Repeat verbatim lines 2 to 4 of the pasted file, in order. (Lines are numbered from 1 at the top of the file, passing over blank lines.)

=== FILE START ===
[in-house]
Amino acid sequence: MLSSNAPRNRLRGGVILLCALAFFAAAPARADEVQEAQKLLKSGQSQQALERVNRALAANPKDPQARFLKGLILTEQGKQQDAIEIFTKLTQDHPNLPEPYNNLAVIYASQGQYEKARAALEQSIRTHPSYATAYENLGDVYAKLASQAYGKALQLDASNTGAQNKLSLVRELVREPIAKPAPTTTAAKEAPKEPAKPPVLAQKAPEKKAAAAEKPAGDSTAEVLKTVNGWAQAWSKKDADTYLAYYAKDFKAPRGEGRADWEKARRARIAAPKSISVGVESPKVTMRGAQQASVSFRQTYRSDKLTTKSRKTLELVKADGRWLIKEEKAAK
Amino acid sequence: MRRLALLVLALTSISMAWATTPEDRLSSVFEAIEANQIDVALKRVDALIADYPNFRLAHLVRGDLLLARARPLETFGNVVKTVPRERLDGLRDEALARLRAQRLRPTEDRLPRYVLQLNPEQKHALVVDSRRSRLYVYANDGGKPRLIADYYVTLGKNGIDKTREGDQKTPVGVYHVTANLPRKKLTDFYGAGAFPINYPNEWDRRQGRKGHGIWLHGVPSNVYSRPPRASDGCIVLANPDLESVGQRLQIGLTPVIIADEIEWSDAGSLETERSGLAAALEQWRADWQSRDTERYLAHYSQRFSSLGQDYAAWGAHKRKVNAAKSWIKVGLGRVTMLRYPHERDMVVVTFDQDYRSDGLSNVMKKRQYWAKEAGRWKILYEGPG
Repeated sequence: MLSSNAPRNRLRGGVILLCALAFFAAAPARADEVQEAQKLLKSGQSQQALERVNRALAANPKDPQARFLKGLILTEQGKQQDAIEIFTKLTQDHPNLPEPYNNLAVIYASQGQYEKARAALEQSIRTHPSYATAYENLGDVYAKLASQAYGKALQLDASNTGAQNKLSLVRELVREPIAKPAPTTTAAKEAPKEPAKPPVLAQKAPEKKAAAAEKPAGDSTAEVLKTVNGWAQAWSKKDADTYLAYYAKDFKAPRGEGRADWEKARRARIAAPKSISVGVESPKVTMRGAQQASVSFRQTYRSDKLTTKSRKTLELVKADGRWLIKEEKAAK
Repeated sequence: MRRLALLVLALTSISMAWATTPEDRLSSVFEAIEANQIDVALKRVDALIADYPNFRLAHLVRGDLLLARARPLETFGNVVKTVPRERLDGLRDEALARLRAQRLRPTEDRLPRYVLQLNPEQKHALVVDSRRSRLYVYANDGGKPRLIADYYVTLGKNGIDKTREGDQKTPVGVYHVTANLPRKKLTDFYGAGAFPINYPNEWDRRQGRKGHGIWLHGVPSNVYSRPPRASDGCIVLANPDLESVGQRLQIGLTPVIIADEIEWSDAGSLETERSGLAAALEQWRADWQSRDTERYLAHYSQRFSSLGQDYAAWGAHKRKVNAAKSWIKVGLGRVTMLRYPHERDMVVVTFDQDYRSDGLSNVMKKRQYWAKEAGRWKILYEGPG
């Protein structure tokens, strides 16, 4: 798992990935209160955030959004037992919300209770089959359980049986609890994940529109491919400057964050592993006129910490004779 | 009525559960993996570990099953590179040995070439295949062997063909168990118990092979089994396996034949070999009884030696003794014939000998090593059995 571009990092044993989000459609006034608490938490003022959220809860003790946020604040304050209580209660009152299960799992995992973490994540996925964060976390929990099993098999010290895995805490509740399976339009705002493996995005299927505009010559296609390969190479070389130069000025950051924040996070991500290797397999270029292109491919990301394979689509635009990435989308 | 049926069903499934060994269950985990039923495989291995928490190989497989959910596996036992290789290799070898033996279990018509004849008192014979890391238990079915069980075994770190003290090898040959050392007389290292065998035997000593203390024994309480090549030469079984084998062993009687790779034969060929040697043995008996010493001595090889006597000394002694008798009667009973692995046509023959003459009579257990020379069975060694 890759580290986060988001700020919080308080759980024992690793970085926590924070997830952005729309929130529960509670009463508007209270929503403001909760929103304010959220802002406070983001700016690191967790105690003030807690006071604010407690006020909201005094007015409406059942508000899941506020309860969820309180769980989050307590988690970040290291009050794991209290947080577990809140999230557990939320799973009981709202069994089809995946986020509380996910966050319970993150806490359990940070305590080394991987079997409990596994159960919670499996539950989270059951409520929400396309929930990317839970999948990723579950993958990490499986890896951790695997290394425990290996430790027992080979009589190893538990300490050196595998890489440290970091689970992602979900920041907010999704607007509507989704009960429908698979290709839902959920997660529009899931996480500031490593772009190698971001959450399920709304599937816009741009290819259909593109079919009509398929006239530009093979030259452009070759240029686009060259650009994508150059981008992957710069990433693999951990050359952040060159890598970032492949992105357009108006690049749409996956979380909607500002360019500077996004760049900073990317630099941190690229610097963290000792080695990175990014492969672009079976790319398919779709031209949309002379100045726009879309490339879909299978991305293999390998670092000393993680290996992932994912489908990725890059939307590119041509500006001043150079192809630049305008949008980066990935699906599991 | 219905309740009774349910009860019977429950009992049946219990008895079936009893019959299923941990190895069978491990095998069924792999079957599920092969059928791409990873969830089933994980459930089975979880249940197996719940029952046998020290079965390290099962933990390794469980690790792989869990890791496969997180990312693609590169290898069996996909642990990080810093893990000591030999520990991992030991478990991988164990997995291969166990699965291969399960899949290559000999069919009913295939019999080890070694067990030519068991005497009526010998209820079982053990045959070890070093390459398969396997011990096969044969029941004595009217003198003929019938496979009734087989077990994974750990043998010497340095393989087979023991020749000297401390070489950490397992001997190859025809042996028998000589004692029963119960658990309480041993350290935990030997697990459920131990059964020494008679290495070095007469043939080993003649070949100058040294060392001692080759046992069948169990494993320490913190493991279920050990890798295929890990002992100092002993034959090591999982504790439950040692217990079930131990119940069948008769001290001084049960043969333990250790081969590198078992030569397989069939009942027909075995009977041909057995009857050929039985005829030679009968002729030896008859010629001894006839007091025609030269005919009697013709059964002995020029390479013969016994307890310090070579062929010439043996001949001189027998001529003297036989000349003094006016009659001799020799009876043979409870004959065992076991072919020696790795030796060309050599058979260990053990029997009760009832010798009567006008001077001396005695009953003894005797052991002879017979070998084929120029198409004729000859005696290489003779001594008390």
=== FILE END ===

Amino acid sequence: MLSSNAPRNRLRGGVILLCALAFFAAAPARADEVQEAQKLLKSGQSQQALERVNRALAANPKDPQARFLKGLILTEQGKQQDAIEIFTKLTQDHPNLPEPYNNLAVIYASQGQYEKARAALEQSIRTHPSYATAYENLGDVYAKLASQAYGKALQLDASNTGAQNKLSLVRELVREPIAKPAPTTTAAKEAPKEPAKPPVLAQKAPEKKAAAAEKPAGDSTAEVLKTVNGWAQAWSKKDADTYLAYYAKDFKAPRGEGRADWEKARRARIAAPKSISVGVESPKVTMRGAQQASVSFRQTYRSDKLTTKSRKTLELVKADGRWLIKEEKAAK
Amino acid sequence: MRRLALLVLALTSISMAWATTPEDRLSSVFEAIEANQIDVALKRVDALIADYPNFRLAHLVRGDLLLARARPLETFGNVVKTVPRERLDGLRDEALARLRAQRLRPTEDRLPRYVLQLNPEQKHALVVDSRRSRLYVYANDGGKPRLIADYYVTLGKNGIDKTREGDQKTPVGVYHVTANLPRKKLTDFYGAGAFPINYPNEWDRRQGRKGHGIWLHGVPSNVYSRPPRASDGCIVLANPDLESVGQRLQIGLTPVIIADEIEWSDAGSLETERSGLAAALEQWRADWQSRDTERYLAHYSQRFSSLGQDYAAWGAHKRKVNAAKSWIKVGLGRVTMLRYPHERDMVVVTFDQDYRSDGLSNVMKKRQYWAKEAGRWKILYEGPG
Repeated sequence: MLSSNAPRNRLRGGVILLCALAFFAAAPARADEVQEAQKLLKSGQSQQALERVNRALAANPKDPQARFLKGLILTEQGKQQDAIEIFTKLTQDHPNLPEPYNNLAVIYASQGQYEKARAALEQSIRTHPSYATAYENLGDVYAKLASQAYGKALQLDASNTGAQNKLSLVRELVREPIAKPAPTTTAAKEAPKEPAKPPVLAQKAPEKKAAAAEKPAGDSTAEVLKTVNGWAQAWSKKDADTYLAYYAKDFKAPRGEGRADWEKARRARIAAPKSISVGVESPKVTMRGAQQASVSFRQTYRSDKLTTKSRKTLELVKADGRWLIKEEKAAK